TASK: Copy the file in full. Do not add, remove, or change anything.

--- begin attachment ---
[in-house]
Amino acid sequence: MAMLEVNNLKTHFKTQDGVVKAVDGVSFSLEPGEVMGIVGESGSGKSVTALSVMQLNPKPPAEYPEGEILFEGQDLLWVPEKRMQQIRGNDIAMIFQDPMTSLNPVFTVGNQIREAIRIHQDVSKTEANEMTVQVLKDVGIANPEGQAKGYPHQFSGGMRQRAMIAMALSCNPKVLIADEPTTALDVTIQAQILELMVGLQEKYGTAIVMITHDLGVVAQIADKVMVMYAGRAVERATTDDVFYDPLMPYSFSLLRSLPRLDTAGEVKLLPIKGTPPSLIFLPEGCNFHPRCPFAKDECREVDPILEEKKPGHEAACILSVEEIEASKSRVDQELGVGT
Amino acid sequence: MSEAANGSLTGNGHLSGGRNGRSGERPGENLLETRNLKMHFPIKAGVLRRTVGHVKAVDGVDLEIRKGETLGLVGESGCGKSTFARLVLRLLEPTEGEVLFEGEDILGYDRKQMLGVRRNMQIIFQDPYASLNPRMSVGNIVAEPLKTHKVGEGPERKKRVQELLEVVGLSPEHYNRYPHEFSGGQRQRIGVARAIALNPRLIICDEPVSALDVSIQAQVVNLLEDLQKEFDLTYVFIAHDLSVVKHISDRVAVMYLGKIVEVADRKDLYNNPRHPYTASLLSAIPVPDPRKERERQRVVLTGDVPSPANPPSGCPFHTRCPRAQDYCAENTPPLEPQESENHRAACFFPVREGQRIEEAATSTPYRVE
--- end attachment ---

[in-house]
Amino acid sequence: MAMLEVNNLKTHFKTQDGVVKAVDGVSFSLEPGEVMGIVGESGSGKSVTALSVMQLNPKPPAEYPEGEILFEGQDLLWVPEKRMQQIRGNDIAMIFQDPMTSLNPVFTVGNQIREAIRIHQDVSKTEANEMTVQVLKDVGIANPEGQAKGYPHQFSGGMRQRAMIAMALSCNPKVLIADEPTTALDVTIQAQILELMVGLQEKYGTAIVMITHDLGVVAQIADKVMVMYAGRAVERATTDDVFYDPLMPYSFSLLRSLPRLDTAGEVKLLPIKGTPPSLIFLPEGCNFHPRCPFAKDECREVDPILEEKKPGHEAACILSVEEIEASKSRVDQELGVGT
Amino acid sequence: MSEAANGSLTGNGHLSGGRNGRSGERPGENLLETRNLKMHFPIKAGVLRRTVGHVKAVDGVDLEIRKGETLGLVGESGCGKSTFARLVLRLLEPTEGEVLFEGEDILGYDRKQMLGVRRNMQIIFQDPYASLNPRMSVGNIVAEPLKTHKVGEGPERKKRVQELLEVVGLSPEHYNRYPHEFSGGQRQRIGVARAIALNPRLIICDEPVSALDVSIQAQVVNLLEDLQKEFDLTYVFIAHDLSVVKHISDRVAVMYLGKIVEVADRKDLYNNPRHPYTASLLSAIPVPDPRKERERQRVVLTGDVPSPANPPSGCPFHTRCPRAQDYCAENTPPLEPQESENHRAACFFPVREGQRIEEAATSTPYRVE